Monticello in Virginia May 11.19.
Your favor of Feb. 17 is duly recieved, and claims my acknowlegements for the notice of which you are pleased to think my course of life worthy. it finds me however unequal to the undertaking you request. the hand of age (now 76) presses heavily on me, and renders writing exceedingly laborious. the transactions too in which I have borne a part, have many of them entirely escaped recollection, and a decayed memory can no longer be trusted to for those which it thinks it retains. written notes of them, with a view to History, I have never kept. a life of constant action leaves no time for recording—always thinking of what is next to be done, what has been done is dismissed, and soon obliterated from the memory, except the Notes on Virginia I never wrote any thing but acts of office, of which I rarely kept a copy. these however are still to be found in the journals and gazettes of the times. there was a book published in England about 1801. or soon after, entitled ‘Public characters,’ in which was given a sketch of my life to that period. I never knew, nor could conjecture by whom this was written; but certainly by some one intimately acquainted with myself & my connections. I observed in it some errors indeed; but they were inconsiderable and on the whole it was tolerably correct. Delaplaine, in his Repository, has also given some out lines on the same subject he sets out indeed with an error as to the place of my birth. Chesterfield county, which he states as such, was the residence of my grandfather and remoter ancestors, but Albemarle was that of my father, and of my own birth and residence, excepting this error, I remark no other but in his ascriptions of more merit than I pretend.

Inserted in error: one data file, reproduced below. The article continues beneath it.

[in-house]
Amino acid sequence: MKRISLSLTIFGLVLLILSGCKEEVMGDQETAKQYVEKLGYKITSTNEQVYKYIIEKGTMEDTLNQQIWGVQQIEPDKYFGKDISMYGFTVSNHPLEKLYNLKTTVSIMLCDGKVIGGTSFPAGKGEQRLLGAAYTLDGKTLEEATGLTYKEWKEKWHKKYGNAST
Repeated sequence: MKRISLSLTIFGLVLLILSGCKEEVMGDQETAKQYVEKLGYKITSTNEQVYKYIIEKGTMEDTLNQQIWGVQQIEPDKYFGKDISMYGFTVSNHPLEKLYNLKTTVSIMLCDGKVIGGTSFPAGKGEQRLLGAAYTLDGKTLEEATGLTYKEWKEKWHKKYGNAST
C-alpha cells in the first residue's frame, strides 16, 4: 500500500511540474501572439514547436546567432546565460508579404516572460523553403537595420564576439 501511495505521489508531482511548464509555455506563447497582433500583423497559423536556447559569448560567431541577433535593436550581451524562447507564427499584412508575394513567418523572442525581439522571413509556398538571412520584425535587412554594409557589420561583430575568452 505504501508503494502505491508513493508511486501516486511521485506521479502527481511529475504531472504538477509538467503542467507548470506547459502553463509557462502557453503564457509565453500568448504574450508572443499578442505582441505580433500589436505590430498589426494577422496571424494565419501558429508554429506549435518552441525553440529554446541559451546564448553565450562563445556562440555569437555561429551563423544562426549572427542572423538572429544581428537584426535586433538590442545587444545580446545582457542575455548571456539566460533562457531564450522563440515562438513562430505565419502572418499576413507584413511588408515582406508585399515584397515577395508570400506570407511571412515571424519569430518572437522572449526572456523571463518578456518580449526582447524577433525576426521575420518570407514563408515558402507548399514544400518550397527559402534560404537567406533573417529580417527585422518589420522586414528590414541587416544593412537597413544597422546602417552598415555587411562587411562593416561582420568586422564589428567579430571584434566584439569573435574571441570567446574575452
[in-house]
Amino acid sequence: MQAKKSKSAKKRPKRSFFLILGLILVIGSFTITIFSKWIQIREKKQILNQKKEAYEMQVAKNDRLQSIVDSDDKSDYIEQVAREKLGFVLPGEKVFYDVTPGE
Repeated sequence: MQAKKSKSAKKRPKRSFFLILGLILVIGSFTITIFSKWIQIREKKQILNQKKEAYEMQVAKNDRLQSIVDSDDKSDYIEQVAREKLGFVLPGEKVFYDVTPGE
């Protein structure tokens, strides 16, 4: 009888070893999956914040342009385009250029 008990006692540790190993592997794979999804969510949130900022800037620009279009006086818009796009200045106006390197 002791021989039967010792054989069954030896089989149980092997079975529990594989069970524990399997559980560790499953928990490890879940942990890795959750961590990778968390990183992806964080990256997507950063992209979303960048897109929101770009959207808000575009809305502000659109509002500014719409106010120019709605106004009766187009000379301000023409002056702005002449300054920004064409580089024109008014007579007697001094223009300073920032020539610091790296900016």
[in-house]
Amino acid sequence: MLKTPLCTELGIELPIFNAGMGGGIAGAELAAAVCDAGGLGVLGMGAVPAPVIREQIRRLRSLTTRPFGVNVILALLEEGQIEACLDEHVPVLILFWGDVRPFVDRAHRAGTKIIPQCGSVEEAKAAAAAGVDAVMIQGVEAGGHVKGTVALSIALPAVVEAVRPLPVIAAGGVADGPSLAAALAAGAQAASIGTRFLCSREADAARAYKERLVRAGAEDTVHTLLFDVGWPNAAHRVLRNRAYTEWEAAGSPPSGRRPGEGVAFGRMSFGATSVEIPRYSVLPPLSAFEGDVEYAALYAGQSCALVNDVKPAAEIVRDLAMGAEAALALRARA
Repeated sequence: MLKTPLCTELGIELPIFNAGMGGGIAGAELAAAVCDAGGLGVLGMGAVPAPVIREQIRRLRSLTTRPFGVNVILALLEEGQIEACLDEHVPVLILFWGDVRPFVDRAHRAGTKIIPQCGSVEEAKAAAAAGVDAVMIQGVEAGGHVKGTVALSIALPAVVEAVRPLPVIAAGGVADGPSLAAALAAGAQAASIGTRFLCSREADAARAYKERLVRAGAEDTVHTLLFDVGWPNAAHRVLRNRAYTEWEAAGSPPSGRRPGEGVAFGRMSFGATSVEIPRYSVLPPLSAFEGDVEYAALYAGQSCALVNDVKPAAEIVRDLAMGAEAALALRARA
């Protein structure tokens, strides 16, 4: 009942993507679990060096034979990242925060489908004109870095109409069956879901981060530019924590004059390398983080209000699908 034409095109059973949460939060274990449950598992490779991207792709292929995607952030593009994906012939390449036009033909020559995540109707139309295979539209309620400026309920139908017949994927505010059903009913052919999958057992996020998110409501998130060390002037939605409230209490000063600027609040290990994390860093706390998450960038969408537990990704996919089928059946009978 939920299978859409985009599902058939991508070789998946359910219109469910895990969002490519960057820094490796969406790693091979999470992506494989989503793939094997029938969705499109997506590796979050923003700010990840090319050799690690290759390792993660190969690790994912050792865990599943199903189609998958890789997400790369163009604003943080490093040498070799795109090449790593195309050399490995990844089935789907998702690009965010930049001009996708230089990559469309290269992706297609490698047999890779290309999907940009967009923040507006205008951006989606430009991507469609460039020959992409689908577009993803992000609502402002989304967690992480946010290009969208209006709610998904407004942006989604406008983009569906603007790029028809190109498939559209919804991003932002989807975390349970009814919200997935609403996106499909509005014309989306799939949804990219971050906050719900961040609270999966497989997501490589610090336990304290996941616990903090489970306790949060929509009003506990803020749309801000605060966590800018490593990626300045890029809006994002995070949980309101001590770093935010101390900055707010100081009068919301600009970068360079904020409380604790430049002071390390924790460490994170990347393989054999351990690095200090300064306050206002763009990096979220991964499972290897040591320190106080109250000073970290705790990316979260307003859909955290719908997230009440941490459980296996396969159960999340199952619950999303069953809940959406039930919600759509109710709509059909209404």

Girardin’s history of Virginia too gives many particulars on the same subject, which are correct. these publications furnish all the details of facts and dates which are of any interest, and more than I could now furnish from either memory, or any notes in writing dates & facts indeed are all which a person could decently give of his own. biography their character & coloring belonging, as you justly observe, to the writer and the public, the only competent judges of the merit or demerit of those who have acted under their view. in compliance with your request I inclose you two prints thought generally the best of those taken for me. I am sorry, Sir to meet so imperfectly the wishes you have been pleased to express; but to the laws of time and decay we must bow with resignation, and to these and the disabilities they have induced I must appeal for apology, tendering at the same time the assurance of my esteem & high respect & consideration.
DLC: Papers of Thomas Jefferson.